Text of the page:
N Touch
Thursday 17 January 2019
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Food for thought

NEWLY-INSTALLED president of the Caribbean Court of Justice (CCJ) Adrian Saunders wasted little time when he last week made a persuasive case for the adoption of the CCJ as this country’s highest court of appeal. Justice Saunders noted that one of the advantages the CCJ has over the London-based Judicial Committee of the Privy Council is its proximity to the region.

“Proportionately more appeals come to our courts because our court is nearer to the people geographically and from a philosophical standpoint,” Saunders said at a special sitting of the court on Henry Street, Port-of-Spain. He further cited a higher degree of productivity.

“The court actually produces and has produced for this year, far more judgments for the four countries that are on board with appellate jurisdiction than the Judicial Committee of the Privy Council has produced for several other States who are sending their final appeals to them,” said the judge.

Saunders has served as a judge of the CCJ since it’s inauguration in 2005 and has acted as president. Before coming to the CCJ, which is based in Trinidad, Saunders was a barrister and solicitor for 19 years, and a judge of the Eastern Caribbean Supreme Court (ECSC) for seven years, after which he was confirmed a Justice of Appeal in 2003. The new CCJ president will serve for seven years. He replaces his former colleague from the ECSC, Sir Dennis Byron.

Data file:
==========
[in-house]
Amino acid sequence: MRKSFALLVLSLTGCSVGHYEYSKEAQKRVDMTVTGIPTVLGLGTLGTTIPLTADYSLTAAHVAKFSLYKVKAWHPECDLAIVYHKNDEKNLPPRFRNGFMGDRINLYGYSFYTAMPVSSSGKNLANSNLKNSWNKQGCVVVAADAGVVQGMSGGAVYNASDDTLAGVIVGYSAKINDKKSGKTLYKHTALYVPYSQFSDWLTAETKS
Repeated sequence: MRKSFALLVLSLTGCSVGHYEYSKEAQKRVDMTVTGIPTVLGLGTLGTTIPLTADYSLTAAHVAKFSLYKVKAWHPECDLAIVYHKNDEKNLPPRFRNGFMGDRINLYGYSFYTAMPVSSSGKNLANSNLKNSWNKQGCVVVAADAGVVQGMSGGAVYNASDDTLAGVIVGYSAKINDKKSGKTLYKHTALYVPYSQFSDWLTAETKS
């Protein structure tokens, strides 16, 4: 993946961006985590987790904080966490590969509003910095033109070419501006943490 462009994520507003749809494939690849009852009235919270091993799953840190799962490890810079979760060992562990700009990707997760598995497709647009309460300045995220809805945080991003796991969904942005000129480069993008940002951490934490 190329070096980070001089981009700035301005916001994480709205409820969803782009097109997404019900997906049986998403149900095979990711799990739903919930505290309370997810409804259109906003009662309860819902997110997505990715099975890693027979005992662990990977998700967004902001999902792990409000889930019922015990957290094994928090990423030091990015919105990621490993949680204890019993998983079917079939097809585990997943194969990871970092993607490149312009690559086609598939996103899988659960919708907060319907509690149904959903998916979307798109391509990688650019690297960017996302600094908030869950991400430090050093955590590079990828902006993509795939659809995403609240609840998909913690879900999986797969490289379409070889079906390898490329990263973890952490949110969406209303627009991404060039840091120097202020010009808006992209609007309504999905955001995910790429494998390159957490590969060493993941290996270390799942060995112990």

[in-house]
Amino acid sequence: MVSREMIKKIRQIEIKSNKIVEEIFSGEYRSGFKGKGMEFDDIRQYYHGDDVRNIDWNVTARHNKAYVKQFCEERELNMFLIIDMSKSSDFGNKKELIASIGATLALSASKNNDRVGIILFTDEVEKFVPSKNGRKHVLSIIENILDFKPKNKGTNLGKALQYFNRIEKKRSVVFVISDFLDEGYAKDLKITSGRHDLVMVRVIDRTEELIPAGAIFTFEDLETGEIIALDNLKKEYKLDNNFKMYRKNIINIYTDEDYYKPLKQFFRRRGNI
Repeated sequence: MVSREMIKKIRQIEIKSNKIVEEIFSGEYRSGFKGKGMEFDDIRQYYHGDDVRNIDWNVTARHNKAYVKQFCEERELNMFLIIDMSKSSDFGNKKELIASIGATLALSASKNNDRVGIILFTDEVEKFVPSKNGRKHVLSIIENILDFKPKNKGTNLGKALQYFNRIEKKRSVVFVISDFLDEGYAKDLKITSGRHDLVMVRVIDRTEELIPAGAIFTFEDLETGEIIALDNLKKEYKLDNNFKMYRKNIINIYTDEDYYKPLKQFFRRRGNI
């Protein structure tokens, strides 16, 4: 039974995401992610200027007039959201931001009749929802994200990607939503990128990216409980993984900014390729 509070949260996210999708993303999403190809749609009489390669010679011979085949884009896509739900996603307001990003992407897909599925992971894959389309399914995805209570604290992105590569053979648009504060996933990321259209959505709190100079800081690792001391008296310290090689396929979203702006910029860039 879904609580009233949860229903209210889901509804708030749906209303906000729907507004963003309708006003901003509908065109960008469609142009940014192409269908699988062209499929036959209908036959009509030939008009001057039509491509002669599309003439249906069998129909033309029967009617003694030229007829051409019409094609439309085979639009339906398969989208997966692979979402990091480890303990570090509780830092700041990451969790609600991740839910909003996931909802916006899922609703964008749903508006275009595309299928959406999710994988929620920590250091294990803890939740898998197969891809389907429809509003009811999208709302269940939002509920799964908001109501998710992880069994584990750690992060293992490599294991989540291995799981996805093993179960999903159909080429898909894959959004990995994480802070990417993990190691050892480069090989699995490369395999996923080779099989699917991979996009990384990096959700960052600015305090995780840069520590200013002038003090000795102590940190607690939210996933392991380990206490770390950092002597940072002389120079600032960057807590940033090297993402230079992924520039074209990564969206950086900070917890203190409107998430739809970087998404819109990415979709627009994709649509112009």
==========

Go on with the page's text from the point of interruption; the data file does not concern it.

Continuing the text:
Barbados, Belize, Dominica, and Guyana are the only Caricom countries to have replaced the London-based Privy Council with the CCJ. The court was established in February 2001 and began operations in April 2005.

At the same event, Chief Justice Ivor Archie and Minister in the Ministry of the Attorney General Fitzgerald Hinds both agreed it was embarrassing that this country is yet to sign up to the court’s final jurisdiction, even as it is headquartered here.

Over the years there have been several attempts to abolish the Privy Council. The PNM’s position has been to do so outright, while the UNC has proposed a partial abolition. One unfulfilled promise by former prime minister Kamla Persad-Bissessar was to make the CCJ the highest court of appeal for criminal cases while retaining the Privy Council for civil cases. That proposal did not find favour with Caricom leaders and those with responsibility for shaping the treaty law governing the CCJ.

Is the gap between the Government and the Opposition on this matter too big to be bridged? Why is it that this vestige of our colonial past persists? Is the idea that as an independent region we should have our own highest court of appeal so hard to conceive and implement?

Food for thought for next month’s Independence Day celebrations.

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